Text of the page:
Handel’s Messiah

Yulia Van Doren, soprano
Julie Miller, mezzo-soprano
Steven Soph, tenor*
Kevin Deas, bass-baritone
David Danzmayr, conductor

About the Music

The Jon Mac Anderson Program Notes underwritten by Porter, Wright, Morris and Arthur LLP

George Frederick Handel (1685-1759): Messiah, HWV 56
Instrumentation: Scored for soprano, alto, tenor, bass, chorus, strings, oboes, bassoon, trumpets and harpsichord.

On April 13, 1743, in Dublin’s Musick Hall, Handel’s Messiah was heard for the first time, as an Easter offering, before an audience of 700. In order to accommodate the most listeners possible, ladies were requested to leave their fashionable hoop skirts at home. Some Dubliners turned out on account of the contralto, Susannah Cibber, who was then in the throes of a scandalous divorce, but the majority were naturally on hand because of Handel himself, arguably the most famous composer alive. And because Handel’s music had not fared so well before London audiences the previous season, the composer decided that his latest oratorio would premiere elsewhere, before bringing it home to England. Dublin, a prosperous, fast-growing city, proved the perfect testing ground for Handel’s latest offering. Messiah was heard in London soon enough, although the score required far more time before becoming an established Christmas-time staple.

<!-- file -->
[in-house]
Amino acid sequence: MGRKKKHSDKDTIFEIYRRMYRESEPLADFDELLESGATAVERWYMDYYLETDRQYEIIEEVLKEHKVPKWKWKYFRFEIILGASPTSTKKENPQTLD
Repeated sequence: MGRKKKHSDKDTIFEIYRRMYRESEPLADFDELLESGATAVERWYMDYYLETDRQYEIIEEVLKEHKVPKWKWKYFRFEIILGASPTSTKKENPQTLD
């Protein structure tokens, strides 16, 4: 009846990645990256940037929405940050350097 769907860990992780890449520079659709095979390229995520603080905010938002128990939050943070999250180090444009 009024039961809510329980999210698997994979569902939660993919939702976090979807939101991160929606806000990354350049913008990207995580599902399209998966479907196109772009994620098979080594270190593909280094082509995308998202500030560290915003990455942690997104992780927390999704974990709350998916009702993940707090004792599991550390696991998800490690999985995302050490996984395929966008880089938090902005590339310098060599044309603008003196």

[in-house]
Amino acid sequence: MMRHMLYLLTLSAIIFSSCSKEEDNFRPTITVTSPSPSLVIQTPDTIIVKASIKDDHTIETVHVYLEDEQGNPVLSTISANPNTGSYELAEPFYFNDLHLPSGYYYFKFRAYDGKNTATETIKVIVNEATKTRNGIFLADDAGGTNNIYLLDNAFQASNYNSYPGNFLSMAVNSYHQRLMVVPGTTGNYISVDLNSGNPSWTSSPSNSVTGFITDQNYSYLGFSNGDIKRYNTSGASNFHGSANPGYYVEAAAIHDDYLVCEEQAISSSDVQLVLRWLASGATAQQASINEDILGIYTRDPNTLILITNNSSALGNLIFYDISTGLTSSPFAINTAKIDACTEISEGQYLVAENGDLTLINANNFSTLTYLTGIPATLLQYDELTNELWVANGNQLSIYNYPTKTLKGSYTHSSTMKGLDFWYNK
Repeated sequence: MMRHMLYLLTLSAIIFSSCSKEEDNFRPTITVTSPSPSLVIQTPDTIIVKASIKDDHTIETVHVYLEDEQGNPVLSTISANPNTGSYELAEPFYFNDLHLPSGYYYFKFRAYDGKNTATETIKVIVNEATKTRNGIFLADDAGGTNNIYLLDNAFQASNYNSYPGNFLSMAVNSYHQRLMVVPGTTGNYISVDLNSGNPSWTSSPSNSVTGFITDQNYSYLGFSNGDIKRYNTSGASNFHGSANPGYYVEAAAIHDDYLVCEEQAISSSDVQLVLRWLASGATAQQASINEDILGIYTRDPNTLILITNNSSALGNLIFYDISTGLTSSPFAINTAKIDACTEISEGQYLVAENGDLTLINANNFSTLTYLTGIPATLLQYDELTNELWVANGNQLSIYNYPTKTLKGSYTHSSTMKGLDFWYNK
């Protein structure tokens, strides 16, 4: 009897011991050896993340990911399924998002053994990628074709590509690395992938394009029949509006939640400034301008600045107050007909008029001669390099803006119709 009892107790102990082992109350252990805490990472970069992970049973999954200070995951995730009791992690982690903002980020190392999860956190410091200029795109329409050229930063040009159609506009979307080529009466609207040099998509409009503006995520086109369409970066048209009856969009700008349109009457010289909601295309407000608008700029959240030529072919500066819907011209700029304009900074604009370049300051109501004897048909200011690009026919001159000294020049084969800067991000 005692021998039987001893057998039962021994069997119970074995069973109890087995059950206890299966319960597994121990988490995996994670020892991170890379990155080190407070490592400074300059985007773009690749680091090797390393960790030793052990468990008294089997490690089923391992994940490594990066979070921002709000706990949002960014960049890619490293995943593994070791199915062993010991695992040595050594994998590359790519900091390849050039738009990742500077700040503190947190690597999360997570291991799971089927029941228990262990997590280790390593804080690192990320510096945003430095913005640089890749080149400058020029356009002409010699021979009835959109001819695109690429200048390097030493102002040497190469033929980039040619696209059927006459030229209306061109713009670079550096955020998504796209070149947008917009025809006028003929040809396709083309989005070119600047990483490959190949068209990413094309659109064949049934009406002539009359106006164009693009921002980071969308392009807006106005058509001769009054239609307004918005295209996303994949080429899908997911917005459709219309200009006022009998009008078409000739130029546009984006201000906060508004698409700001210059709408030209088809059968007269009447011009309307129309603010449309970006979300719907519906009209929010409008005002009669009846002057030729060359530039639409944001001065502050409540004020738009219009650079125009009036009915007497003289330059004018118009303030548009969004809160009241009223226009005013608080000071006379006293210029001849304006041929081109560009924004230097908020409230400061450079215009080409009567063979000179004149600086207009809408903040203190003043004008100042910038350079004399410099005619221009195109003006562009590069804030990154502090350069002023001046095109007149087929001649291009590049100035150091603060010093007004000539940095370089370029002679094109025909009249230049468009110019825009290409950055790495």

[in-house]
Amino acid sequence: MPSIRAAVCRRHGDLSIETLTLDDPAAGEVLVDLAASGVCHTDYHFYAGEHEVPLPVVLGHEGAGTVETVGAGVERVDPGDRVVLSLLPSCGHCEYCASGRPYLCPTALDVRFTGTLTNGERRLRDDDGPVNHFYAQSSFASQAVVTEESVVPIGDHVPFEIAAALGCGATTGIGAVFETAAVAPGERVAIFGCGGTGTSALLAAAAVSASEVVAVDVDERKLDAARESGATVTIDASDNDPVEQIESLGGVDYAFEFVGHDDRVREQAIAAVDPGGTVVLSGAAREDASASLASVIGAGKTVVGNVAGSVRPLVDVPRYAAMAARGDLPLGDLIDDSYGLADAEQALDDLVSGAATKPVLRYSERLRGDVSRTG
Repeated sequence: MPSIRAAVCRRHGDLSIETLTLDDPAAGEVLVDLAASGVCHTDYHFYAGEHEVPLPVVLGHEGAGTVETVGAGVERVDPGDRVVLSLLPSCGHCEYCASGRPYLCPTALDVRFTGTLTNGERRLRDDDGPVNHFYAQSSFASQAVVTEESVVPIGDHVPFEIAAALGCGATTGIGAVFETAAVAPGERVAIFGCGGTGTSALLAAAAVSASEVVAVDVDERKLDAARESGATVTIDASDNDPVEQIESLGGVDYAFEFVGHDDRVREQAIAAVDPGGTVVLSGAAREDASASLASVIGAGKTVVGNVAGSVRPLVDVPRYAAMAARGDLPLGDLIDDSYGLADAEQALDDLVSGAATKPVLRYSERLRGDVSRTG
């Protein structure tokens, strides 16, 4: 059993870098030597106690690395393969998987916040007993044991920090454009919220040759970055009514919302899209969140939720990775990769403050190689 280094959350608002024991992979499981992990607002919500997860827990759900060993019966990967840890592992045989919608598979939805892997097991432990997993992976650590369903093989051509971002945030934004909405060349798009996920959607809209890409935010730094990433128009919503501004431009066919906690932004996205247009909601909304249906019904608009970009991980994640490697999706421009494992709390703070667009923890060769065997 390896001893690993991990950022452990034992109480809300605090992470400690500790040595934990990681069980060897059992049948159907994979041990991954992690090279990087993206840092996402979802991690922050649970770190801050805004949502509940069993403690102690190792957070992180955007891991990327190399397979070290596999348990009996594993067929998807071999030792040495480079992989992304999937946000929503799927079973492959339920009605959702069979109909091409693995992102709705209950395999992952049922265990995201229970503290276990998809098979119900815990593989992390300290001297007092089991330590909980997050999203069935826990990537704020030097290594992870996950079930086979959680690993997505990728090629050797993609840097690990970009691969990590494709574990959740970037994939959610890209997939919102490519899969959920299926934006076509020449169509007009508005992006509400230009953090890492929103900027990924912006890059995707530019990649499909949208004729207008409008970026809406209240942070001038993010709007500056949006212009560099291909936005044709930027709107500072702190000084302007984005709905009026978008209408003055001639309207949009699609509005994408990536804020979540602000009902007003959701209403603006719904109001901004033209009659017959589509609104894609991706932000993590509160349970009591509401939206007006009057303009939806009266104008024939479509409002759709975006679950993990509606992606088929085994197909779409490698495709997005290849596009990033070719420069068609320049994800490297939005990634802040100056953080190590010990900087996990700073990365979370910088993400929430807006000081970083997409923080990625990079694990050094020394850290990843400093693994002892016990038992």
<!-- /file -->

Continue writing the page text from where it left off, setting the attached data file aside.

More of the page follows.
The son of a surgeon, George Frederick Handel was born and trained in Halle, Germany, where he demonstrated an unusual talent for music at an early age. Although his father initially intended for his son to pursue a career in law, it soon became apparent that his talents lie elsewhere. Eventually, Handel left for Italy, where he absorbed the popular Italian musical style en vogue throughout the continent. He then returned to Germany to serve the Elector of Hanover (later, King George I of England, for whom Handel would compose his soon-to-be-famous Water Music). At one point during Handel’s Hanover tenure, he took a break to travel to England and never returned. Embraced in London as one of their own, Handel eventually became a naturalized English citizen.

Handel not only gained great fame but wealth during his lifetime yet managed to keep his private life private. We know that he never married but because he left almost nothing in the way of letters, little that happened behind the scenes has come down to us. He was clearly generous, however, and in his will left money to various individuals and charities and his house in Brook Street to his manservant. (It is worth noting that Handel was not the only musician to own property in this building—centuries later, Jimi Hendrix occupied the building’s upper floors, and the entire structure has since been transformed into a museum honoring the geniuses who once lived here).